Paper Review: OBELISC: An Open Web-Scale Filtered Dataset of Interleaved Image-Text Documents

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Large multimodal models that learn from both images and interwoven text perform better than those trained just on image-text pairs. Yet, there hasn’t been a release of the datasets used for these models nor full details on how they were gathered. The OBELISC dataset is introduced as a solution: an extensive, open-access dataset sourced from 141 million web pages on Common Crawl, with 353 million images and 115 billion text tokens. Using OBELISC, two models named IDEFICS were trained, showcasing impressive performance on various multimodal tests.

Creation of the Multimodal Web Document Dataset

Dataset creation

The process of creating the OBELISC dataset involves multiple steps to ensure quality and relevance:

  • Collecting HTML Files: Raw web documents are gathered from the 25 most recent Common Crawl dumps, resulting in 41.2 billion documents. FastText is used to filter out non-English content, and MinHash deduplication removes duplicate content. After quality checks using logistic regression, 1.1 billion documents remain.
  • Simplifying HTML: The original HTML is simplified to make subsequent text and image extraction more efficient. This results in HTML files that are ten times smaller and stripped of irrelevant content (spam, ads, templates, generic images like logos).
  • Extracting Multimodal Content: Simplified HTML files are transformed into structured multimodal web documents. These documents maintain the original structure of web pages and comprise interleaved texts and images. 3.6 billion image links are obtained, and 55% of them are successfully downloaded.
  • Filtering Content: Filtering occurs at both the node level for images and the paragraph level for text to retain only high-quality and relevant content. Additional document-level filters (for too low or too high amount of content) are applied, and the dataset is narrowed down to 365 million web documents and 1.4 billion images.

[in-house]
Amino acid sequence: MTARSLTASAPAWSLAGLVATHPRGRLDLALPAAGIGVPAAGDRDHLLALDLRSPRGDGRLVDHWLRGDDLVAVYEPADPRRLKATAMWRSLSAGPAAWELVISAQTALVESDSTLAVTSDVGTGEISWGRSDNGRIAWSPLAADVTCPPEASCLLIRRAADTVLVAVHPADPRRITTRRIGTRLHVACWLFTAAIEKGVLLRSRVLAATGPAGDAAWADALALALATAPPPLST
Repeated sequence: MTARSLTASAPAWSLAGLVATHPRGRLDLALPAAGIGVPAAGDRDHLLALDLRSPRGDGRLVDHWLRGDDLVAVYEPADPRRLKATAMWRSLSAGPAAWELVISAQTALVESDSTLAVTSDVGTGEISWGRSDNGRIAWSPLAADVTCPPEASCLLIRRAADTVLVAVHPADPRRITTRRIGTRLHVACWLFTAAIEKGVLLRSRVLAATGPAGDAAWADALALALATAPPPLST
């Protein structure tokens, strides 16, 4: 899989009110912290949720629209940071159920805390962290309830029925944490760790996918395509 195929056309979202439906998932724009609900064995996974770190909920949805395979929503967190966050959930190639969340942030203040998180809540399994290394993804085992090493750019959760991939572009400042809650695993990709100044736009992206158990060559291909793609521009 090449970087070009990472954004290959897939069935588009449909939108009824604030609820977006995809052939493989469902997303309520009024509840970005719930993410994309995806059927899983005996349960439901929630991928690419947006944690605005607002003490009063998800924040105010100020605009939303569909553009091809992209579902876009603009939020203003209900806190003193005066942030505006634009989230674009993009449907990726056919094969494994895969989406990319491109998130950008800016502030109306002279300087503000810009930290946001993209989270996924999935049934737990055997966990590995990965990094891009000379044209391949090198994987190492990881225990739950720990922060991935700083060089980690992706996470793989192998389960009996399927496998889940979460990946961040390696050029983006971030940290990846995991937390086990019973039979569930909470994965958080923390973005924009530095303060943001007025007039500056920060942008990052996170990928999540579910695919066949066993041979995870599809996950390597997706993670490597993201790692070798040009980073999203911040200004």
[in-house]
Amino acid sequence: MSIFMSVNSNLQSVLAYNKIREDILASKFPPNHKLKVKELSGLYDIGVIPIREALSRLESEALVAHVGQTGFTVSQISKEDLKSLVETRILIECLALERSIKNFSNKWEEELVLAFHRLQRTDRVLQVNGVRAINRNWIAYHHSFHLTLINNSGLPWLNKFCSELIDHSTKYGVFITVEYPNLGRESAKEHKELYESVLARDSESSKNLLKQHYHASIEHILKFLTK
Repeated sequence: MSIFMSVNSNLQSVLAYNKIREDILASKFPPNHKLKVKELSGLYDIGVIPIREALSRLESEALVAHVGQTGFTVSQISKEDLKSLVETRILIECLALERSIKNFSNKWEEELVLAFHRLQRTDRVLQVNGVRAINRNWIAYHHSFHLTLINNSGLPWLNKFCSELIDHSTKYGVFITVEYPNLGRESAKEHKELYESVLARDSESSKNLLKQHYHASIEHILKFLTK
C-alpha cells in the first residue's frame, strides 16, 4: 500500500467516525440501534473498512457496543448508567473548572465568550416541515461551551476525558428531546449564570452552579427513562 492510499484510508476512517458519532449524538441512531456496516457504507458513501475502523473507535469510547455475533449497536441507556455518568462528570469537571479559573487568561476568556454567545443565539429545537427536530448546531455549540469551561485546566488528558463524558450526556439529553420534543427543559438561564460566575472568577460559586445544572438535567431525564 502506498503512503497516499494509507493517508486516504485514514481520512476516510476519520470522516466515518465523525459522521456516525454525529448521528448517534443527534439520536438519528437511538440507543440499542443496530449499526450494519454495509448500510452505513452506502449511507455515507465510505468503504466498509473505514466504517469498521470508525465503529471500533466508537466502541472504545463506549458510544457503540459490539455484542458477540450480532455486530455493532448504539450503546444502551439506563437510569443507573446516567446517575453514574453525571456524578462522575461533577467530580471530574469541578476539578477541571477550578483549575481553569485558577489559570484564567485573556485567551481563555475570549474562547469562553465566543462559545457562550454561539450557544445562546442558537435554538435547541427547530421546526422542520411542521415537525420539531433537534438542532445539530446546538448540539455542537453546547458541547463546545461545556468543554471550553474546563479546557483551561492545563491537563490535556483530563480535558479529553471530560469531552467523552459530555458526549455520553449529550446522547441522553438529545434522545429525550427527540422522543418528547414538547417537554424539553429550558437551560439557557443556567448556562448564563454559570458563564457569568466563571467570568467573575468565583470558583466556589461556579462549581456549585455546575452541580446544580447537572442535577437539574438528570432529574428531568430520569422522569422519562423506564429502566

• Responsible Filtering and Deduplication: To respect content creators and minimize inappropriate content, the team implements filters for data consent and removes NSFW images. Deduplication steps are taken at multiple levels—based on URL, image set, and domain name.

After all these steps, the dataset comprises 141 million documents and 353 million images, 298 million of which are unique.

Validating the Viability of OBELISC

The authors validate the OBELISC dataset by training vision and language models and comparing their performance to models trained on image-text pairs and closed datasets:

  • The models use the Flamingo architecture, combining LLaMA for the language model and OpenClip for the vision encoder. They add learnable cross-attention Transformer blocks to link vision and language. The objective is next-token prediction.
  • Training on the OBELISC multimodal web documents requires significantly fewer images to reach the same performance as models trained on image-text pairs. The multimodal web document models also generally perform better, particularly on visual question-answering benchmarks. However, image-text pair models perform slightly better in captioning, classification, and OCR tasks.
  • Models trained on OBELISC, named IDEFICS, come in two sizes: 80 billion parameters and 9 billion parameters. When compared to Flamingo models of similar sizes, IDEFICS models generally perform on par or better on various multimodal benchmarks. At the 9 billion parameter scale, although IDEFICS-9B is slightly behind Flamingo-9B, it outperforms OpenFlamingo-9B, supporting OBELISC as a viable open alternative for multimodal training datasets.
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